From the Wren's Nest: Water is the most vital resource in our community


July 19, 2019

Annie Dugan

The most surprisingly compelling part of the tour, in my opinion, was our stop to look at culverts. This water management has profound impacts on area ecosystems.

"Come on, Betsy, let's go!" This was the enthusiastic cheer of my 4-year-old last Friday as we set off with his grandma and 50 other area residents on a coach bus tour of the Nemadji Watershed.

Organized by Carlton Soil and Water Conservation District (SWCD) water resources technician Melanie Bomier, the tour was a kickoff to the development of a master plan for the Nemadji watershed. Dubbed "Nemadji One Watershed," this planning initiative is designed to provide a comprehensive vision for the most vital resource in our community - water.

The tour started at the Historic Scott House on the shores of Lac La Belle. Melanie Bomier welcomed the group and explained that this was an opportunity to learn firsthand about the Nemadji and celebrate some of the positive things that are happening with water care and quality. Given the proximity to the lake, she began the tour with a discussion of the 35 lakes in this watershed. Hay Lake provides important wild rice beds for the community, and lake sediment cores from two lakes - Lac La Belle and Net Lake - have undergone close monitoring. These sediment cores can give researchers a picture of the history of the lakes and land changes, and clues about what plants and animals have lived there and how much chlorophyll and phosphorus has been in the water in the past.

After the lake discussion, we boarded the bus for a tour of the Mondor Family property and a look at the role of forest management in water health. Will Bomier, of Carlton County's transportation office, has extensive history in broader land management; he spoke to the process of developing and implementing a forest management plan with the Mondors. He reminded the group that nature is dynamic and even "doing nothing" in a forest has consequences. He compared a forest to a garden that needs periodic tending - just on a different time schedule. Proper management can reduce erosion and manage runoff for the watershed, even if land isn't directly adjacent to rivers, streams, or lakes.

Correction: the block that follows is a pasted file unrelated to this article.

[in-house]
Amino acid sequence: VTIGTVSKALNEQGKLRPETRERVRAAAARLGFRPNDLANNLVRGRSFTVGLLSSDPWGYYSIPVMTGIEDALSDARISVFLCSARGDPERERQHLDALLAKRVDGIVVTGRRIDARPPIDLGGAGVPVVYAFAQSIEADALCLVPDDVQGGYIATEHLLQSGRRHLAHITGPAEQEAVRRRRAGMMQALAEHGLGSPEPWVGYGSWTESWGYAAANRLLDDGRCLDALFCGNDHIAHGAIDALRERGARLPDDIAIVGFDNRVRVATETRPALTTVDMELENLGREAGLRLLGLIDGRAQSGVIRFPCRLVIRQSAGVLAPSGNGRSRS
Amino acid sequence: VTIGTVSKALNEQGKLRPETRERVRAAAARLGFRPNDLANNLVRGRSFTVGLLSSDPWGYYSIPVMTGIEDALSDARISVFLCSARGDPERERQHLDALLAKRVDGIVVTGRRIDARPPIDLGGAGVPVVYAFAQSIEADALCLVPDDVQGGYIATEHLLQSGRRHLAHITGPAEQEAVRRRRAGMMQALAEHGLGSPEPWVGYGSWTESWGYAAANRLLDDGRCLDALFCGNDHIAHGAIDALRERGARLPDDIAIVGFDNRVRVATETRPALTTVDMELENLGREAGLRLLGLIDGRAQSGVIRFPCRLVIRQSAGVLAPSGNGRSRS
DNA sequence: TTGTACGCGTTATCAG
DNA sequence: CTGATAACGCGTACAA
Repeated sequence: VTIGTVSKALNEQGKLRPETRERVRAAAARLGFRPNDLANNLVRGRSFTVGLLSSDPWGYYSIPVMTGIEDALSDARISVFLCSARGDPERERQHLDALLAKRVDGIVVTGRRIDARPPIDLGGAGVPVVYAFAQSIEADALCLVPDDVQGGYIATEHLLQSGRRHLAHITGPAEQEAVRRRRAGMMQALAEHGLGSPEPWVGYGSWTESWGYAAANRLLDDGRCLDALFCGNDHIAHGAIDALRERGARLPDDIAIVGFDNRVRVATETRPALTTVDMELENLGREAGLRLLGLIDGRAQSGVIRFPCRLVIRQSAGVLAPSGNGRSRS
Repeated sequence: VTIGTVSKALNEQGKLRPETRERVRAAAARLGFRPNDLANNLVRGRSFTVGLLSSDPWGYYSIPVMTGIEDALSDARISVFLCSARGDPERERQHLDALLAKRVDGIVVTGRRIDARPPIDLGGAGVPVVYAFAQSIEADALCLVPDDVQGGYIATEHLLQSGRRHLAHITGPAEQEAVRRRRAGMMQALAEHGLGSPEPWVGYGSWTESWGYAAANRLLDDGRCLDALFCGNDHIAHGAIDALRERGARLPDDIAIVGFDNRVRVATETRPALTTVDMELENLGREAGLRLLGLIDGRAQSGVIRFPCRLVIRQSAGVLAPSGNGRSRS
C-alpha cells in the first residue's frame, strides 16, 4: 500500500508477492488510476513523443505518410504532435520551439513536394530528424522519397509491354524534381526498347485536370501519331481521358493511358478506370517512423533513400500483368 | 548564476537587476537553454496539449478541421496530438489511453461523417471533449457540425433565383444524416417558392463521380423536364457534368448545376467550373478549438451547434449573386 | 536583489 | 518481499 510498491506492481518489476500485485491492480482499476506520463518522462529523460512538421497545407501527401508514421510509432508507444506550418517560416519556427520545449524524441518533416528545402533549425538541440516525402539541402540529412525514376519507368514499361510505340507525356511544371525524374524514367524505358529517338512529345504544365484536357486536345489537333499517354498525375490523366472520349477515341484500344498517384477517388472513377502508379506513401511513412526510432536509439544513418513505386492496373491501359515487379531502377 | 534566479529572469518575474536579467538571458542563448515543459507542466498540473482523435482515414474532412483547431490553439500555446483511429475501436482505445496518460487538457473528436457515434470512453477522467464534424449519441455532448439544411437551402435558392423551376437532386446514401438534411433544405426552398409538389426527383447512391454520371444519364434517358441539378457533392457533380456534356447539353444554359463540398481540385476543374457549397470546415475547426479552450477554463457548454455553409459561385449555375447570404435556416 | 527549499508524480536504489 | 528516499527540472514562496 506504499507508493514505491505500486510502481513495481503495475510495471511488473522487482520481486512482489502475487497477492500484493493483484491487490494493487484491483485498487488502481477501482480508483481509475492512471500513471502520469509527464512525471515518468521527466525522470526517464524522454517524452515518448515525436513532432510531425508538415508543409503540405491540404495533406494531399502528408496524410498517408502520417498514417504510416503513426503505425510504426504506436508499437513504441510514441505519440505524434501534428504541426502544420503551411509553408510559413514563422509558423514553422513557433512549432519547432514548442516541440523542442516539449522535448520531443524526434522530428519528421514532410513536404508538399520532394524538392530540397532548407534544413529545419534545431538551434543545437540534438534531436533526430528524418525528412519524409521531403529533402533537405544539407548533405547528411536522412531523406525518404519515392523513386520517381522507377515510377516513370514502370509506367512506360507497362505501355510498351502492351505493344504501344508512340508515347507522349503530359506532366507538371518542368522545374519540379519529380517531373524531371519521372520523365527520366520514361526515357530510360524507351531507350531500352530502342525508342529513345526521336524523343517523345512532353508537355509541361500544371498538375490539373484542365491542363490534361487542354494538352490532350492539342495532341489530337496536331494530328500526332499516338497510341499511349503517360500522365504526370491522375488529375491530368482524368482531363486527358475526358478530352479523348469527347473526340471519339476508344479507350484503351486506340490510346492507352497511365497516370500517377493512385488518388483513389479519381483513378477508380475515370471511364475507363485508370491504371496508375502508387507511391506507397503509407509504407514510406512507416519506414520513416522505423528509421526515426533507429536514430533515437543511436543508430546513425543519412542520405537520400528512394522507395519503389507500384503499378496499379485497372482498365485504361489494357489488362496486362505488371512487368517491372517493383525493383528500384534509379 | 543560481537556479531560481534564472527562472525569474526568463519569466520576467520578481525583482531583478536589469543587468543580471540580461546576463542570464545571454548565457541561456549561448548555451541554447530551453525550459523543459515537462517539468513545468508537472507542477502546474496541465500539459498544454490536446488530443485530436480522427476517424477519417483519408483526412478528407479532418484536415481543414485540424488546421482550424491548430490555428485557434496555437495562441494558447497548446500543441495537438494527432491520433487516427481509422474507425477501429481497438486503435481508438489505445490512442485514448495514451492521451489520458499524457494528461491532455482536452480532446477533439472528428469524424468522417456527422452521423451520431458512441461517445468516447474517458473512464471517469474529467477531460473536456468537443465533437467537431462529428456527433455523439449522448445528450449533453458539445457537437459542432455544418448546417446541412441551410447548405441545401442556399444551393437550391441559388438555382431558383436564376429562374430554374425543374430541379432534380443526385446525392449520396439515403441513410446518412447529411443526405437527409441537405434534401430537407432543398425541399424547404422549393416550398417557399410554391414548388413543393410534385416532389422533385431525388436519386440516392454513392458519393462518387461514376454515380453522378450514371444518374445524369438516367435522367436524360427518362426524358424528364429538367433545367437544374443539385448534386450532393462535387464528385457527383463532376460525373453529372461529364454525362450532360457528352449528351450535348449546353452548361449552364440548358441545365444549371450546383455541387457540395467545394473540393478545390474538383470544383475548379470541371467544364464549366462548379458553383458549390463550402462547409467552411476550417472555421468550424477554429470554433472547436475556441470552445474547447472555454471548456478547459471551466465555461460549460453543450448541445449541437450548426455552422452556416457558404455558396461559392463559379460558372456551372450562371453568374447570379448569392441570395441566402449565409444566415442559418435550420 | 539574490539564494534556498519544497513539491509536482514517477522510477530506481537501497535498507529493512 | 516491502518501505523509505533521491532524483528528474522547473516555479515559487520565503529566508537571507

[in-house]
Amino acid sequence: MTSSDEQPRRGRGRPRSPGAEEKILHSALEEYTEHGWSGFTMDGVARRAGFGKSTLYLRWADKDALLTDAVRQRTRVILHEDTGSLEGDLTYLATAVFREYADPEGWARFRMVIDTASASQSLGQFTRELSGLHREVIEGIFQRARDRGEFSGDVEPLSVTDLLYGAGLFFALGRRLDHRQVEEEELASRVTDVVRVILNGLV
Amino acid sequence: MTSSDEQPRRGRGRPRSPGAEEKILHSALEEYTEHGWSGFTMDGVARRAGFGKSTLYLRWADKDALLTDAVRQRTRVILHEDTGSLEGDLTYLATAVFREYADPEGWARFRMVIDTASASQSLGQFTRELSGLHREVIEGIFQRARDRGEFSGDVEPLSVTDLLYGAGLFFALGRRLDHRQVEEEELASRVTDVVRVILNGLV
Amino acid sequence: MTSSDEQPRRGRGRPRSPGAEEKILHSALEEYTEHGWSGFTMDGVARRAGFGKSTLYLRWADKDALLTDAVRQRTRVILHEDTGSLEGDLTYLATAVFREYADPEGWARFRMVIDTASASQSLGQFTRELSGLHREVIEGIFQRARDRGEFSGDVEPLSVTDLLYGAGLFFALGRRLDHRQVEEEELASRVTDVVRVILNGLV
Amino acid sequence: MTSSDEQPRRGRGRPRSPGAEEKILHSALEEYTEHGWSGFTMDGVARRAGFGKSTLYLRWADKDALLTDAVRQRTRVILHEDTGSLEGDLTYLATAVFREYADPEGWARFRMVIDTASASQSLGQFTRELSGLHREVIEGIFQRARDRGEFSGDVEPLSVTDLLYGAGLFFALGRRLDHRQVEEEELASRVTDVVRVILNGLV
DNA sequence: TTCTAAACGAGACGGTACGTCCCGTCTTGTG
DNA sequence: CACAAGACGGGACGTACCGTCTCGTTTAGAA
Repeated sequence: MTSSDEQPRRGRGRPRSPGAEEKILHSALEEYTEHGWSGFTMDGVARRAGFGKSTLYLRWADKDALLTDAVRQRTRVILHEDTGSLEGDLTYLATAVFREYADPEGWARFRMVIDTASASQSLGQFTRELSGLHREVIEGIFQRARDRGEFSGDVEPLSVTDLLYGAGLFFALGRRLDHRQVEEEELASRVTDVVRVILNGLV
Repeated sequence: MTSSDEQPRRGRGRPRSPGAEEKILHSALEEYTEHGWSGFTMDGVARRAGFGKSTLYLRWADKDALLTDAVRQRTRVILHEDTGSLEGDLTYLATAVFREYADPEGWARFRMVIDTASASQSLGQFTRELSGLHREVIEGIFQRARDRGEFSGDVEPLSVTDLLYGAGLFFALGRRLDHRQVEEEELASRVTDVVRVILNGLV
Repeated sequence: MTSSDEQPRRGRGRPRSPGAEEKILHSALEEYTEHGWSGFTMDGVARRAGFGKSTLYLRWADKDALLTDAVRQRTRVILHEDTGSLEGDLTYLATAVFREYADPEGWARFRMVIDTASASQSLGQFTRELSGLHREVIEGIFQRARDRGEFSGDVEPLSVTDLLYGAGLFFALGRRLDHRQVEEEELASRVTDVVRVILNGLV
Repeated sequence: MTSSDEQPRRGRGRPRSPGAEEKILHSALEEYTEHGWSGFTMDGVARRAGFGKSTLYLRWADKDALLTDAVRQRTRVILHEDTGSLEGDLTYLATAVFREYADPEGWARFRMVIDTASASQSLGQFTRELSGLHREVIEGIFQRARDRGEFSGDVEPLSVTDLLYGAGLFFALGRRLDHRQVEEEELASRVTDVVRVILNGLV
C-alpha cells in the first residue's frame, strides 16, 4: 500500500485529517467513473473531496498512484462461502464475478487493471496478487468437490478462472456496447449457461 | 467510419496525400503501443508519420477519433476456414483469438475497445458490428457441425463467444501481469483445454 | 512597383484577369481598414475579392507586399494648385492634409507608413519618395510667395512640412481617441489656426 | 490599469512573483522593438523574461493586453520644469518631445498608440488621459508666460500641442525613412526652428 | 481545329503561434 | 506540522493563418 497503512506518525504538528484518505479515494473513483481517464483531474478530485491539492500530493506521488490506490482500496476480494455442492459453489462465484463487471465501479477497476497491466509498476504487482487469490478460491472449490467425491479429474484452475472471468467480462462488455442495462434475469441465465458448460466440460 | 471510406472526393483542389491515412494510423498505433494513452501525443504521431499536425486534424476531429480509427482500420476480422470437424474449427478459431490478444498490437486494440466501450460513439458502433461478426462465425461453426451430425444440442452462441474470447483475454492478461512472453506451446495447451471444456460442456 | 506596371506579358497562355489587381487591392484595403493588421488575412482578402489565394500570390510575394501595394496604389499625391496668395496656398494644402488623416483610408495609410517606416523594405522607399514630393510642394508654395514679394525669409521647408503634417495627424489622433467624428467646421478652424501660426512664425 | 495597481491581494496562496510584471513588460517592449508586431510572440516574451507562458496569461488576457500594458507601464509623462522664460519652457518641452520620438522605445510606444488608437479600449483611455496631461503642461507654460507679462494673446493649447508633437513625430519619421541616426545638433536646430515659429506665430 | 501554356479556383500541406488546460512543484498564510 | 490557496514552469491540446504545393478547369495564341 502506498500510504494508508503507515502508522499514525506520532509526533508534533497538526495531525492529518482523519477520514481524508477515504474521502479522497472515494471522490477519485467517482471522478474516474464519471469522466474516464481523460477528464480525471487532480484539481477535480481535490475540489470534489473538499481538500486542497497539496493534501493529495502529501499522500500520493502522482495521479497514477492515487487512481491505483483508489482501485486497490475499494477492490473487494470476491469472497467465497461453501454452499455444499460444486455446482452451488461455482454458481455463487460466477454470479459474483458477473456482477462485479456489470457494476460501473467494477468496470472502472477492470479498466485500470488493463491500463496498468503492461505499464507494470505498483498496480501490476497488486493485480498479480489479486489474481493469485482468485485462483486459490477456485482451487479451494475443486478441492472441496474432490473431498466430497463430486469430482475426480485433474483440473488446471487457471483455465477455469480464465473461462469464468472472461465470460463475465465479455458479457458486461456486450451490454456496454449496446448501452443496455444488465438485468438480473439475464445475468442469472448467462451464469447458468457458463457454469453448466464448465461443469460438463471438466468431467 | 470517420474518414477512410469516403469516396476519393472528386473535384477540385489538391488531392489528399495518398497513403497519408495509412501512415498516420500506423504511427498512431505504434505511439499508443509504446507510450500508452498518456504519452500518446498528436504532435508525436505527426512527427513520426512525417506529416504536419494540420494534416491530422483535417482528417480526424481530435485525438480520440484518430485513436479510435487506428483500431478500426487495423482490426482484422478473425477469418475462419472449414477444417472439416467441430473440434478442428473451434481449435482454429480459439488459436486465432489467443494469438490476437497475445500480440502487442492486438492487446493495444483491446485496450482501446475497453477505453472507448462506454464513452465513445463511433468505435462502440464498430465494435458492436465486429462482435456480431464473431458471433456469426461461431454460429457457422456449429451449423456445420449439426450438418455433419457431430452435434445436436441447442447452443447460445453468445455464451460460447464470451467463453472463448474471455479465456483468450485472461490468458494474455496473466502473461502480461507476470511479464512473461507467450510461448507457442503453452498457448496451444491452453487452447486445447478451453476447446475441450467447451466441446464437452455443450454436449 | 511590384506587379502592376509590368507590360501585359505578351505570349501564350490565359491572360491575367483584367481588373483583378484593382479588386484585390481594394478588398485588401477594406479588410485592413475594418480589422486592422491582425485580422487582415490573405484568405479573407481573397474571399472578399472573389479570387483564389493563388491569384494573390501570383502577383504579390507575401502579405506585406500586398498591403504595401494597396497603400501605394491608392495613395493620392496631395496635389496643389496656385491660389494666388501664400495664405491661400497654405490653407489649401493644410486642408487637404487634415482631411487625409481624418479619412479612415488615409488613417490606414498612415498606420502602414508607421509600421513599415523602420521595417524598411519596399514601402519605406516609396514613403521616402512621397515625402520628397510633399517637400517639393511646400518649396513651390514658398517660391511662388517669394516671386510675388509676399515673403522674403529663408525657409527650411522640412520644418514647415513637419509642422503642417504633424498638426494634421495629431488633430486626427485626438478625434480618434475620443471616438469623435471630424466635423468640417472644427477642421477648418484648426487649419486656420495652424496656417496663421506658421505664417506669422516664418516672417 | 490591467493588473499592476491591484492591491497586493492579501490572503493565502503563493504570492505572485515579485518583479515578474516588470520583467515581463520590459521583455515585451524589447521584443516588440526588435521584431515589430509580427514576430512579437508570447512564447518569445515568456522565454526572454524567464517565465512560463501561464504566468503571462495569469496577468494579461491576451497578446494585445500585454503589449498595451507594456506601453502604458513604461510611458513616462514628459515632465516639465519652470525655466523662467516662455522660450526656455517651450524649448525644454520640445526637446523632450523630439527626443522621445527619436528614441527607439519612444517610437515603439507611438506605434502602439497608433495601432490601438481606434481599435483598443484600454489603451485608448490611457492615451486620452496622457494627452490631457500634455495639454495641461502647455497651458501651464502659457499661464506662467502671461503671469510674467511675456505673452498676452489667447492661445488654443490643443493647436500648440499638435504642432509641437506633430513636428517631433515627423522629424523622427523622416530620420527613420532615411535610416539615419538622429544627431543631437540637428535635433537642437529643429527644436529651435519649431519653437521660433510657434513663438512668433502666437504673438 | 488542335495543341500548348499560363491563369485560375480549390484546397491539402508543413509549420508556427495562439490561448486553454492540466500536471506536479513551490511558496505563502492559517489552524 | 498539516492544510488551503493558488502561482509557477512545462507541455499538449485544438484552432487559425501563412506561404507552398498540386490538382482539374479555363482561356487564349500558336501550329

The most surprisingly compelling part of the tour, in my opinion, was our stop to look at culverts. This seemingly boring and mundane aspect to water management has profound impacts on area ecosystems. Will Bomier wore his county transportation hat to speak on this important infrastructure aspect.

"If you think of the lifespan of these engineering feats, you really have one opportunity to get it right," he said.

Proper size and installation of a culvert affects the amount of sediment pollution in waterways, the ability of fish and bugs to navigate streams, and the resiliency of roads and bridges during major water events. In 2017 Carlton SWCD piloted a culvert inventory on all county-maintained roads that is allowing them to stay nimble and save money, and allowing county residents to continue using roads even after damaging floods.

Annie Dugan

We also saw the amazing work that is going on at Northern Harvest Farms. Rick Dalen gave us a tour and shared the many practices he and other area farmers are implementing to ensure healthy water for future generations.

There is still plenty of time to get involved in the planning process for Nemadji One Watershed. Contact Carlton SWCD at 218-384-3891 for more information. You can also sign up to become a volunteer water monitor for the Minnesota Pollution Control Agency to help monitor our area lakes and streams.

If you want to share your own Wrenshall specific story - let me know. 218-310-4703 or [email protected]


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